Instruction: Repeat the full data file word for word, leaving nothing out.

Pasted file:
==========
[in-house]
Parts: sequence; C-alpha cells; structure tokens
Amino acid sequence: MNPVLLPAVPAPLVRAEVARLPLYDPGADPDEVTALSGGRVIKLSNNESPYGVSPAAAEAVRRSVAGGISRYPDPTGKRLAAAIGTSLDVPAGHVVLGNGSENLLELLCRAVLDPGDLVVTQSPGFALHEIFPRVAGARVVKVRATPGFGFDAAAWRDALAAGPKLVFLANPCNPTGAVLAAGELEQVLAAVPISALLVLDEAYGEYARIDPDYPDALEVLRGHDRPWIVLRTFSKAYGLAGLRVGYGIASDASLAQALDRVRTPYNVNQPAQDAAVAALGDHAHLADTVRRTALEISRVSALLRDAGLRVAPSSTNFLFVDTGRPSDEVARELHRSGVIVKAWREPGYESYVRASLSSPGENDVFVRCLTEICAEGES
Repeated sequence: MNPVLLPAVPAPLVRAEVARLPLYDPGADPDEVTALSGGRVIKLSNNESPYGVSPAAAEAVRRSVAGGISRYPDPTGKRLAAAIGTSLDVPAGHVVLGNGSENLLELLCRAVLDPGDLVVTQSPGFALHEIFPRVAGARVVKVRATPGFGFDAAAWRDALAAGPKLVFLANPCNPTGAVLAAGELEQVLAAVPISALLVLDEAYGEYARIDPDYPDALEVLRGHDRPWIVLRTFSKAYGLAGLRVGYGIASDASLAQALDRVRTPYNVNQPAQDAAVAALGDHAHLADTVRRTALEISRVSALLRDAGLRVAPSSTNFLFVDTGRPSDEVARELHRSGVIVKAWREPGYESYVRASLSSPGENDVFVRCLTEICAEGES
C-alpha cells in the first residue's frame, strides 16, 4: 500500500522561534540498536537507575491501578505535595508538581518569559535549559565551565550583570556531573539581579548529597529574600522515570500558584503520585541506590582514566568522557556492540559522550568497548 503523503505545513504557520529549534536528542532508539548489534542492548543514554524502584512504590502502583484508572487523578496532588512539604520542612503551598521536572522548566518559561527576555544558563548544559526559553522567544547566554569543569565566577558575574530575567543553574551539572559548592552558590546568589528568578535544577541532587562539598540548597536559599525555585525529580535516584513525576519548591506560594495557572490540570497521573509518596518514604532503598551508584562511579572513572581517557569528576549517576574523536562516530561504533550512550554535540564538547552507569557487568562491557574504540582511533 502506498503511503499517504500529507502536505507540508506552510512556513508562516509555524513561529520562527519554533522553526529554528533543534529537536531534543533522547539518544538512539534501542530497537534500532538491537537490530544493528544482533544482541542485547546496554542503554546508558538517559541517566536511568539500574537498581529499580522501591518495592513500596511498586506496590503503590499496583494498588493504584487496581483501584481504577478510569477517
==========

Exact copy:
[in-house]
Parts: sequence; C-alpha cells; structure tokens
Amino acid sequence: MNPVLLPAVPAPLVRAEVARLPLYDPGADPDEVTALSGGRVIKLSNNESPYGVSPAAAEAVRRSVAGGISRYPDPTGKRLAAAIGTSLDVPAGHVVLGNGSENLLELLCRAVLDPGDLVVTQSPGFALHEIFPRVAGARVVKVRATPGFGFDAAAWRDALAAGPKLVFLANPCNPTGAVLAAGELEQVLAAVPISALLVLDEAYGEYARIDPDYPDALEVLRGHDRPWIVLRTFSKAYGLAGLRVGYGIASDASLAQALDRVRTPYNVNQPAQDAAVAALGDHAHLADTVRRTALEISRVSALLRDAGLRVAPSSTNFLFVDTGRPSDEVARELHRSGVIVKAWREPGYESYVRASLSSPGENDVFVRCLTEICAEGES
Repeated sequence: MNPVLLPAVPAPLVRAEVARLPLYDPGADPDEVTALSGGRVIKLSNNESPYGVSPAAAEAVRRSVAGGISRYPDPTGKRLAAAIGTSLDVPAGHVVLGNGSENLLELLCRAVLDPGDLVVTQSPGFALHEIFPRVAGARVVKVRATPGFGFDAAAWRDALAAGPKLVFLANPCNPTGAVLAAGELEQVLAAVPISALLVLDEAYGEYARIDPDYPDALEVLRGHDRPWIVLRTFSKAYGLAGLRVGYGIASDASLAQALDRVRTPYNVNQPAQDAAVAALGDHAHLADTVRRTALEISRVSALLRDAGLRVAPSSTNFLFVDTGRPSDEVARELHRSGVIVKAWREPGYESYVRASLSSPGENDVFVRCLTEICAEGES
C-alpha cells in the first residue's frame, strides 16, 4: 500500500522561534540498536537507575491501578505535595508538581518569559535549559565551565550583570556531573539581579548529597529574600522515570500558584503520585541506590582514566568522557556492540559522550568497548 503523503505545513504557520529549534536528542532508539548489534542492548543514554524502584512504590502502583484508572487523578496532588512539604520542612503551598521536572522548566518559561527576555544558563548544559526559553522567544547566554569543569565566577558575574530575567543553574551539572559548592552558590546568589528568578535544577541532587562539598540548597536559599525555585525529580535516584513525576519548591506560594495557572490540570497521573509518596518514604532503598551508584562511579572513572581517557569528576549517576574523536562516530561504533550512550554535540564538547552507569557487568562491557574504540582511533 502506498503511503499517504500529507502536505507540508506552510512556513508562516509555524513561529520562527519554533522553526529554528533543534529537536531534543533522547539518544538512539534501542530497537534500532538491537537490530544493528544482533544482541542485547546496554542503554546508558538517559541517566536511568539500574537498581529499580522501591518495592513500596511498586506496590503503590499496583494498588493504584487496581483501584481504577478510569477517